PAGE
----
The problem of drug abuse has been attacked from the wrong end. Drug abuse is a health issue. It should be treated as such and funded as such. Where should that funding come from? The drug industry itself. Legalizing and taxing drugs appropriately would do four major things. One: it would allow the market to operate on the supply and demand for these mind altering chemicals, just as it does for alcohol. Two: It would remove gangsterism from the equation of its distribution. Three: it would dismantle the infrastructure of penalization. Four: the money used from heavy taxation of drugs appropriate to the severity of their negative effects would fund the health system needed to combat its usage.
To allow the free market to operate on drugs within a system of taxation would take the United States out of the eradication business. We would stop trying to keep Afghanistan’s farmers from growing poppies. We would stop trying to rid Columbia of its coca leaf plantations. Marijuana could be farmed in the United States legally. What might happen with this scenario? There would be a glut of drugs at first. Prices would drop drastically.
Taxation would have to be set low initially and rise gradually over the years to encourage legitimate suppliers to bring cocaine into the country at recognized ports and sold at recognized quality. Illegal supply would still have be pursued by authorities for capture. Street drugs would be discouraged through publicity campaigns demeaning and demonstrating the low quality of the product. Domestic production of legal marijuana would be treated similarly with quality standards established just like for scotch whiskey and wine. Illegal distribution would be discouraged with fines, and other civil penalties, as in the case with moonshine.
Without the veil of illegality gangsterism should fade. Legitimate corporations, sensing that profit can be made in the sale and promotion of legal drug sales, will get into the business. That does not mean that some gangsters will not become legitimate businesses, they probably will, but the violence seen over the sale and distribution of the product should go away. Where would the drugs be distributed? The drug store, I believe. One would go to a Walgreen’s, a Sav-On, or a CVS. and purchase a pack of sensemilla #3 Red Dragon cigarettes for $50.00 a packet, or a loaded crack pipe for $10.00 with 5 refills at $5.00 each – we are assuming here that the glut of supply has vastly reduced price on this street commodity, or a clean and loaded heroin needle in a paper wrapping for $25.00. Needles might have a $2 dollar return value. Four lines of cocaine in small re-sealable plastic vial might cost you $100.00 for the very best stuff in the designer label. The house brand could save you 20 bucks. All of these products would come with a black box label telling you the side effects of the drug: impaired judgment, blurred vision, heart palpitations, even death, etc, etc.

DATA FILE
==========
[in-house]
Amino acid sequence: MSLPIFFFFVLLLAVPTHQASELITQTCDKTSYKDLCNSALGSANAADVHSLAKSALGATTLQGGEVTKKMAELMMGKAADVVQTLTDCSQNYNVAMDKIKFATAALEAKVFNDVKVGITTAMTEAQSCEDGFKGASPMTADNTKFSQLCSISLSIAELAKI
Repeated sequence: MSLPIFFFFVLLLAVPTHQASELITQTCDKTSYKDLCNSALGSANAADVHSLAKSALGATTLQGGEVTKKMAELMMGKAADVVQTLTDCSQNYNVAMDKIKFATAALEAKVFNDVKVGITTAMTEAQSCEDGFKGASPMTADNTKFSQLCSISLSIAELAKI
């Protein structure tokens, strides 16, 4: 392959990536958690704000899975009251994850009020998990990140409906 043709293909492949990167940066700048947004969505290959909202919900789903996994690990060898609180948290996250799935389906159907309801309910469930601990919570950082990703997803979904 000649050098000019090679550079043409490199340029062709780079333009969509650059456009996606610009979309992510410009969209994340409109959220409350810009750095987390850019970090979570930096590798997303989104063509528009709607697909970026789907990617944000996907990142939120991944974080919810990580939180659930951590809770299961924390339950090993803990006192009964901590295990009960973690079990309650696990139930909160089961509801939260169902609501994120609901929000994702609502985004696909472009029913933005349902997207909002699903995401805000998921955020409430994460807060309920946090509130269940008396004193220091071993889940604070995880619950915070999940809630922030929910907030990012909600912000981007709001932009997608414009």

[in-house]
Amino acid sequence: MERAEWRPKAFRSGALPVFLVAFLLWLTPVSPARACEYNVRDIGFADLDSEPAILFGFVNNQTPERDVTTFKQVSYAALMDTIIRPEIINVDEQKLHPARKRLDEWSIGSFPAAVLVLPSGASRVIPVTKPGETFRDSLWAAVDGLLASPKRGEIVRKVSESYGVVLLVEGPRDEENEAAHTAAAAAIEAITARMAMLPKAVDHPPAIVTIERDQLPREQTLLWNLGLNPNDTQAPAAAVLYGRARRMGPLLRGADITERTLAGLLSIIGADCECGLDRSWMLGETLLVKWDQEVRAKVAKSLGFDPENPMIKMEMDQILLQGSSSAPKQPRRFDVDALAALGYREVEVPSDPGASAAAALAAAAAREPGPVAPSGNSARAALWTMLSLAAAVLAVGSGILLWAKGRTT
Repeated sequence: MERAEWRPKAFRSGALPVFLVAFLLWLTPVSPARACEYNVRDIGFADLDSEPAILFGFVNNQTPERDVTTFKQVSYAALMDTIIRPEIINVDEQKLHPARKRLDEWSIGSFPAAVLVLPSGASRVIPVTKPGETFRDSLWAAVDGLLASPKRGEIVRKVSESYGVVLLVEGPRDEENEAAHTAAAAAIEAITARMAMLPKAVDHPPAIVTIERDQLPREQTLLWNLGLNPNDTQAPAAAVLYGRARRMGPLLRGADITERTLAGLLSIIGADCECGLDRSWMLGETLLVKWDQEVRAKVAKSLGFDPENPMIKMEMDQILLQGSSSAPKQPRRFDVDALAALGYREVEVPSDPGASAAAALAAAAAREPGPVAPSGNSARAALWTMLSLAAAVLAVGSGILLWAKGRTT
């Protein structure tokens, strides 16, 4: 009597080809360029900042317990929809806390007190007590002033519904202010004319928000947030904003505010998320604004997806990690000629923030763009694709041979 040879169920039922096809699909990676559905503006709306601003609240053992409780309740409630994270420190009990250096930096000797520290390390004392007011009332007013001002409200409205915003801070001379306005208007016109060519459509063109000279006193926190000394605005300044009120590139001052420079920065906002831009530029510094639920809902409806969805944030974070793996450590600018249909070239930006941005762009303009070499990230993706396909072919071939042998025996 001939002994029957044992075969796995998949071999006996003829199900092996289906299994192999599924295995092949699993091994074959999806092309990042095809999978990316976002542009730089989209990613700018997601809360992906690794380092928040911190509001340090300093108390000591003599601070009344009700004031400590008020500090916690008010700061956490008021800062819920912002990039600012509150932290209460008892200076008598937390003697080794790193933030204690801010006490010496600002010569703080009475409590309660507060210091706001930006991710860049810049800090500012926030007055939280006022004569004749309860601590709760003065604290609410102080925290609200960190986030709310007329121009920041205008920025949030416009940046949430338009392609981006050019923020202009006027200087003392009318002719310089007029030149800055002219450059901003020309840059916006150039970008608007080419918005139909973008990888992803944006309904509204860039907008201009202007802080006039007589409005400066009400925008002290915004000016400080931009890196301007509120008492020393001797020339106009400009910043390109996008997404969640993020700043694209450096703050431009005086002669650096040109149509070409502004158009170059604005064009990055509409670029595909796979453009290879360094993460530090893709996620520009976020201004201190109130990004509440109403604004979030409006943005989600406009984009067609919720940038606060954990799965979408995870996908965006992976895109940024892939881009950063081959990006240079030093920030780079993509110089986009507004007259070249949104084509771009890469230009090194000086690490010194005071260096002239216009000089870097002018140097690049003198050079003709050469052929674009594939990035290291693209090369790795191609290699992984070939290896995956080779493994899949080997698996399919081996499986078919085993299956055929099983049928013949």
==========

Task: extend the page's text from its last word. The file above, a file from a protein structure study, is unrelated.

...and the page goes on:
The need for the great bureaucracy of penalty should wane. Fewer police will be needed to patrol against the sale and distribution of narcotics. Fewer prosecutors and judges will be needed to put the offenders in jail, since there will no longer be offenders. Most beneficial of all fewer prisons, prison guards, and prison administrators will be needed to incarcerate the guilty. This should thin out the prison population in America immensely, reducing the demand for more expensive prison facilities, and freeing money for other infrastructure. Infrastructure like roads and bridges which induce value in the society can be concentrated on, rather than human warehouse facilities which add no value to the society at large.
The funds garnered from taxation of narcotics and saved from expenditure by not prosecuting drug offenses can now be spent were it ought to be spent — in treatment and prevention of the health problem. Major funding could be provided to research laboratories to understand the nature of chemical addiction and to find the chemical means to fight it. Major funding could be provided to treatment programs both traditional and experimental in fighting the drug problem. Understanding the nature of drug addiction and other health issues such as mental illness could be given proper priority. Campaigns, just like the anti-smoking campaigns, which focus on the dangers of cigarette smoke and the links to other diseases, can be created in a rational atmosphere, where the emphasis is not on jail and reputation destruction, but on the damage to brain, heart, lungs, liver, and other organs.
The discussion about narcotic drugs needs to become rationalized and removed from hysteria. Narcotic drugs need not be seen as a criminal overrun of society. It is actually an ordinary problem we have allowed the media and the bureaucracy of penalty to spread a cloak of fear and insecurity, when level-headed thinking and calm assessment of what makes for sense is required. A legal drug business could revitalize the tobacco industry. A legal drug business would provide a whole new profit center to American pharmaceutical companies. Legalize narcotic drugs now.